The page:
In recent years, supervised learning with convolutional networks (CNNs) has seen huge adoption in computer vision applications. Comparatively, unsupervised learning with CNNs has received less attention.
#6 best model for Conditional Image Generation on CIFAR-10
We therefore propose Cross-View Training (CVT), a semi-supervised learning algorithm that improves the representations of a Bi-LSTM sentence encoder using a mix of labeled and unlabeled data. On unlabeled examples, CVT teaches auxiliary prediction modules that see restricted views of the input (e.g., only part of a sentence) to match the predictions of the full model seeing the whole input.
SOTA for CCG Supertagging on CCGBank
For an autonomous agent to fulfill a wide range of user-specified goals at test time, it must be able to learn broadly applicable and general-purpose skill repertoires. Furthermore, to provide the requisite level of generality, these skills must handle raw sensory input such as images.
However, in order to successfully learn those features, they usually require massive amounts of manually labeled data, which is both expensive and impractical to scale. In our work we propose to learn image features by training ConvNets to recognize the 2d rotation that is applied to the image that it gets as input.
Here we develop theory for how noise influences learning in DAEs. We also show that our theoretical predictions approximate learning dynamics on real-world data and qualitatively match observed dynamics in nonlinear DAEs.
Unsupervised methods for learning distributed representations of words are ubiquitous in today's NLP research, but far less is known about the best ways to learn distributed phrase or sentence representations from unlabelled data. This paper is a systematic comparison of models that learn such representations.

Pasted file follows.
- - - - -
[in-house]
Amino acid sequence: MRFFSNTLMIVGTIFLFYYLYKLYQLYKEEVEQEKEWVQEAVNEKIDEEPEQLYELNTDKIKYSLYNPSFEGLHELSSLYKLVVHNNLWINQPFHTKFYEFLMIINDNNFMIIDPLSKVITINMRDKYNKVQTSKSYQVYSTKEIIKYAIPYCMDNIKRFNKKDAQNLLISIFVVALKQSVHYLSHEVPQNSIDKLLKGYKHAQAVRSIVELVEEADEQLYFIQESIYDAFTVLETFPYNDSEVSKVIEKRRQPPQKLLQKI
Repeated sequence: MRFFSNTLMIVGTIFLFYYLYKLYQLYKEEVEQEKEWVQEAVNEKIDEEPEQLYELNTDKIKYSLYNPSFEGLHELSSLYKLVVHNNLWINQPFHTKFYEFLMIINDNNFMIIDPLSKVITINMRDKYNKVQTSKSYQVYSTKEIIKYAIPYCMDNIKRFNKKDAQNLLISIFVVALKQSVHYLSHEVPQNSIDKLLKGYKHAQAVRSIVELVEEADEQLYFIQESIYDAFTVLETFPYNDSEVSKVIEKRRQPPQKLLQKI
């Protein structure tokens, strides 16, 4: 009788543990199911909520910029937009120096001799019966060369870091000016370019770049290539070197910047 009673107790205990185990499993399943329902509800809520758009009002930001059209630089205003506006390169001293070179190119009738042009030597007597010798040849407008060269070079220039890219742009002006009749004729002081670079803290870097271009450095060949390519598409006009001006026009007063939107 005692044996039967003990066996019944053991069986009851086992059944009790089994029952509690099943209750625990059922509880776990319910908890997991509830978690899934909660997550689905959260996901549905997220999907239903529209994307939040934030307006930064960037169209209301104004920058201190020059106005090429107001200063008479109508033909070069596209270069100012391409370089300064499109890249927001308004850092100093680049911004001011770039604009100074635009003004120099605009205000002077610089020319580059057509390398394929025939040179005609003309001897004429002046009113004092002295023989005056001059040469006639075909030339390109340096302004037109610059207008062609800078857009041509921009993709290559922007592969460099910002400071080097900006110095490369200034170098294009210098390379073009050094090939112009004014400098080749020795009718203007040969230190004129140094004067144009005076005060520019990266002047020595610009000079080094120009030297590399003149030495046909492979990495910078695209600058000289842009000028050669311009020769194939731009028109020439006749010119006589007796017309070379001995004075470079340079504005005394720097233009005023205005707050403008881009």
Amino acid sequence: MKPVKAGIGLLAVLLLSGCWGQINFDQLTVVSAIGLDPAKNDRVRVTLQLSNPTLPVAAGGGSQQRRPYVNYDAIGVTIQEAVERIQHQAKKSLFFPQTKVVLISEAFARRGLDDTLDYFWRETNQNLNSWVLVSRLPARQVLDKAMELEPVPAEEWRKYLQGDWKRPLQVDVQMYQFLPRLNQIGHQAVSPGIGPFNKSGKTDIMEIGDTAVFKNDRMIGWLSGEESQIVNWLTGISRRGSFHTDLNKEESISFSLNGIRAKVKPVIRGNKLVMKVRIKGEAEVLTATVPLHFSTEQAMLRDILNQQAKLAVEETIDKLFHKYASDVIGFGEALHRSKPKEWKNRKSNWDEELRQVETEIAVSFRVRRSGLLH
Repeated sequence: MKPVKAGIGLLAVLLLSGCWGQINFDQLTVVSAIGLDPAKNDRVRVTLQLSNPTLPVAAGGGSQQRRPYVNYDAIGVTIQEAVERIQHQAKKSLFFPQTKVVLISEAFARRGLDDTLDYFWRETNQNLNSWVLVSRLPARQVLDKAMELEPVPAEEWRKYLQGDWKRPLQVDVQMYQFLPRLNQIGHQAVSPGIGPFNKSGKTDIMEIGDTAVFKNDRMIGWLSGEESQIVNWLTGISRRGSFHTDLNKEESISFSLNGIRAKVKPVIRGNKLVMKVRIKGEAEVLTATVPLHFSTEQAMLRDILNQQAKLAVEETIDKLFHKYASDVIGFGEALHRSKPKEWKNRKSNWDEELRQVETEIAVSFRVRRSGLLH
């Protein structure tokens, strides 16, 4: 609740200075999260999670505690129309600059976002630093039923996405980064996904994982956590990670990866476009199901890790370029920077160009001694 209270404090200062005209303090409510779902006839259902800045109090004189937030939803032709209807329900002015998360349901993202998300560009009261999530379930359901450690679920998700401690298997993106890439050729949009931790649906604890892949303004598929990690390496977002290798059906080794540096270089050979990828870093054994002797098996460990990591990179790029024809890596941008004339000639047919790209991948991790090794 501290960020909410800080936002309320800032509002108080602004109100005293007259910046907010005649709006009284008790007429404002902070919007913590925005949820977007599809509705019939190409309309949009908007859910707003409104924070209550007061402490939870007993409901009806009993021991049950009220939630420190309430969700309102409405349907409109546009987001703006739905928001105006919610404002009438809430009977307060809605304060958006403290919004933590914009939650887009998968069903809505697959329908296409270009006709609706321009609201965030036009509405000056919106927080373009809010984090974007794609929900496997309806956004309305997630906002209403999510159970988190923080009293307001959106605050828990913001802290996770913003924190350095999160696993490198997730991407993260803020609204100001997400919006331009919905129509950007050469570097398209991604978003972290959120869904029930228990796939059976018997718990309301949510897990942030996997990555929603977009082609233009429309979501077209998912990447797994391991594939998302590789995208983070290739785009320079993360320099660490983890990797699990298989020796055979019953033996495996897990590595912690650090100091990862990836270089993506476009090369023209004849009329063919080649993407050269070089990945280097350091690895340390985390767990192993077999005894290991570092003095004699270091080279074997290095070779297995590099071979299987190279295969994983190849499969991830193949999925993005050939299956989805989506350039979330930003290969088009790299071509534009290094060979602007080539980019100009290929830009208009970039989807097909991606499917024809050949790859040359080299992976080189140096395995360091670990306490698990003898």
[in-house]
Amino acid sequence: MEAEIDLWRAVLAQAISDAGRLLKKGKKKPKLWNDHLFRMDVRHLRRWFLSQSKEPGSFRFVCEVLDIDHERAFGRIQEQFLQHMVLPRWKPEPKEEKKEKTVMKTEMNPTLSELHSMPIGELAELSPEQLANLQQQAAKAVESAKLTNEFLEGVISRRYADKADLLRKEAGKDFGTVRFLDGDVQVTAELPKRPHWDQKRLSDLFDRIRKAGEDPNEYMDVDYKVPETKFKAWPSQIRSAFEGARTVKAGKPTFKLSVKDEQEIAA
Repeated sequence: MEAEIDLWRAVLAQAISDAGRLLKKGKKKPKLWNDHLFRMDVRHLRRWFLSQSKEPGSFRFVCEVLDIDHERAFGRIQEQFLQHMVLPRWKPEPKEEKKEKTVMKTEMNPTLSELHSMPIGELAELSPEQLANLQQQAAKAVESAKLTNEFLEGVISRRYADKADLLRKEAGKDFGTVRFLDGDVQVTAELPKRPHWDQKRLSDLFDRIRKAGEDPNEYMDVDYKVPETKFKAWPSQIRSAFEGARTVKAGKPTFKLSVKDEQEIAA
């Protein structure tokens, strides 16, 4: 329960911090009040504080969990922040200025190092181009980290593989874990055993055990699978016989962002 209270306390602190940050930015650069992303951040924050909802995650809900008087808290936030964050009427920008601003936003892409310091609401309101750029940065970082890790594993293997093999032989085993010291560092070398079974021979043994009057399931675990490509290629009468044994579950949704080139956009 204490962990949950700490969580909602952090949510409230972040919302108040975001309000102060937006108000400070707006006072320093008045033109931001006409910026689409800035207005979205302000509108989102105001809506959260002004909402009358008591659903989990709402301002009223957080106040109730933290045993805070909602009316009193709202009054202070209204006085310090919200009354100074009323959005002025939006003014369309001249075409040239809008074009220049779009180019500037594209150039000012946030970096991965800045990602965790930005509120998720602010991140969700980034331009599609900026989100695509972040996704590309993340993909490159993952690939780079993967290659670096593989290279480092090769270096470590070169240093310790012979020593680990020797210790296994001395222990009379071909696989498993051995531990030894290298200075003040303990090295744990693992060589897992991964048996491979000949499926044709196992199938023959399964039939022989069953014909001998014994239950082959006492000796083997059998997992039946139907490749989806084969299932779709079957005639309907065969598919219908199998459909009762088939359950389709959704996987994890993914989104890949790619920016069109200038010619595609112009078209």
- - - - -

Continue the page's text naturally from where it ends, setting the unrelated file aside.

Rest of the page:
Recent studies have investigated siamese network architectures for learning invariant speech representations using same-different side information at the word level. We apply these results to pairs of words discovered using an unsupervised algorithm and show an improvement on state-of-the-art in unsupervised representation learning using siamese networks.
In this work, we propose computationally efficient algorithms for vertex representation learning that extend random walk based methods to dynamic graphs. We empirically evaluate our algorithms on real world datasets for downstream machine learning tasks of multi-class and multi-label vertex classification.
We propose split-brain autoencoders, a straightforward modification of the traditional autoencoder architecture, for unsupervised representation learning. The method adds a split to the network, resulting in two disjoint sub-networks.